Android Studio: How to find the Package Name from APK

If you’ve been given an APK file but don’t know the ApplicationId/Package name, you can use the ‘aapt’ (Android Asset Packaging Tool) to obtain this value. What you’ll need:

  • Your Android SDK install directory path
    • Mac: /Users/yourusername/Library/Android/sdk
    • Win: C:\Program Files\Android\SDK
  • Your APK file (example here)

You’ll have to navigate beyond the SDK folder to the ‘build-tools’ and then your version number (see below) to find the ‘aapt’ tool. From that directory, you can run:

aapt dump badging <path to your apk>

This will dump the details of your app manifest, the first line of which is your package name (a.k.a. the ApplicationId in a build.gradle file).

Additionally, you can get a complete listing of the manifest by using:

aapt list -a <path to your apk>

Why Do I need the the Application ID / Package Name?

For various reasons, this identifier is important. For instance, debugging with the ADB command tools or launching an existing app requires this ID.

In my case, I needed to know what to add to a Perfecto test for the Espresso Execute test step:

I have to add the “.test” suffix to the package name coming from aapt because I need to tell the Perfecto Espresso executor to run tests.


Why Espresso: Unit vs. UI testing

This article differentiates unit tests, such as those written for jUnit, from UI tests in Espresso through both purpose and technical value.

What is Espresso?

Espresso is an automated UI testing framework for Android apps. They are scripts written in Java that simulate interactions with the app while it is running, either in an emulated environment or on a physical device.

Espresso tests are “instrumented”, which means that internal workings (context) about the app such as object names, runtime variables, and other symbolic information is made available to the tests. Using Android Debug Bridge (ADB) to provide runtime feedback between tools like Android Studio and the app as test activities are executed on the target device.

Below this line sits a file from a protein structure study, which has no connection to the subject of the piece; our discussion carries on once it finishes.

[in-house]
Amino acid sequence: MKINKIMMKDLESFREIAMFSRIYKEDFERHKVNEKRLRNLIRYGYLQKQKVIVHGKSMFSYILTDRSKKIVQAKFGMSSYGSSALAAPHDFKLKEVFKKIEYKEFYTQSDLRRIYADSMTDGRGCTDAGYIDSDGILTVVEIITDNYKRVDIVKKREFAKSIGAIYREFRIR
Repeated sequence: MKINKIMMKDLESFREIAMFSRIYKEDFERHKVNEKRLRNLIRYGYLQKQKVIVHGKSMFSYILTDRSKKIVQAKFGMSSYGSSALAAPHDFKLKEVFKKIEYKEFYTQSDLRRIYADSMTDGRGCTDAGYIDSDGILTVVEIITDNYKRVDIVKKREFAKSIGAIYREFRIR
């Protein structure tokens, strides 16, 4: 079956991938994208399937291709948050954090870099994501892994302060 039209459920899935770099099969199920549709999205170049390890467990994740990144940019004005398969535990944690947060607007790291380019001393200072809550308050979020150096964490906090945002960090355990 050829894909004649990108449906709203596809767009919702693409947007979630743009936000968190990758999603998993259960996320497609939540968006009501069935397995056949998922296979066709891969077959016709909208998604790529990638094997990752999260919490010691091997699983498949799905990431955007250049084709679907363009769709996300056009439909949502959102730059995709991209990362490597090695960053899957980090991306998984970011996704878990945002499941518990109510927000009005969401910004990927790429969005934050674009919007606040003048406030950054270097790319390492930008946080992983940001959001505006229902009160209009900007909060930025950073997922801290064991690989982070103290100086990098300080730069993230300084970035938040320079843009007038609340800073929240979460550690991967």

How is Espresso different than Unit Testing?

Unit tests focus on small portions of code (i.e. class-level methods) and provide basic validation that code is working as expected. Espresso tests provide basic validation that the UI is working as expected.

Early feedback from lots of tiny unit tests on each build help developers know when they just “broke” something by changing some other portion of code. Early means often, and often means that speed and reliability of these tests are crucial.

To that end, unit tests typically are hermetic and rely on stubs/mocks to stand in for dependencies. Antithetically, Espresso UI tests work through platform API which requires a runtime and device capabilities that are not faked. This provides more realistic feedback on code that might work at the unit level, but fails when chained together or during basic usability validations.

When should we write Unit Tests?

Always. You can figure out for yourself what total percent of lines of code are covered by unit tests, but this is a battle against low-level technical debt. How often do you want to be surprised when a change that seemingly had nothing to do with one piece of code breaks because expectations over what that code does weren’t spelled out in a way that could be exercised regularly?

That’s really what validation testing boils down to: are we communicating basic expectations about the things we’re about to ship? Unit is just at a very low level, but the same applies at the UI workflow level too.

When should we write UI tests?

Whenever you have a UI…that’s pretty obvious, right? People use an app, they don’t call your class methods in isolation with static data on emulators. Eventually you have to get real: simulate clicks, drags, gestures, network conditions, and platform upgrades because that’s how real people are using your user interface (a.k.a. your app).

How much UI testing you do is up to you, but it boils down to time cost. UI tests are often more complicated to write, though as we see with Espresso, a developer-focused syntax and fast execution speed goes a long way to reducing cultural friction to writing UI tests as part of “development complete”.

Sideline: API teams, you don’t get off so easily either. Your developer experience is your UI, the patterns by which your users call your endpoints, designed or otherwise, are equivalent to workflows. Equivalent to UI testing for app developers, holistic API tests that simulate known trends and expectations on your API will help you isolate breaking changes earlier and faster in your build cycles, it’s that simple.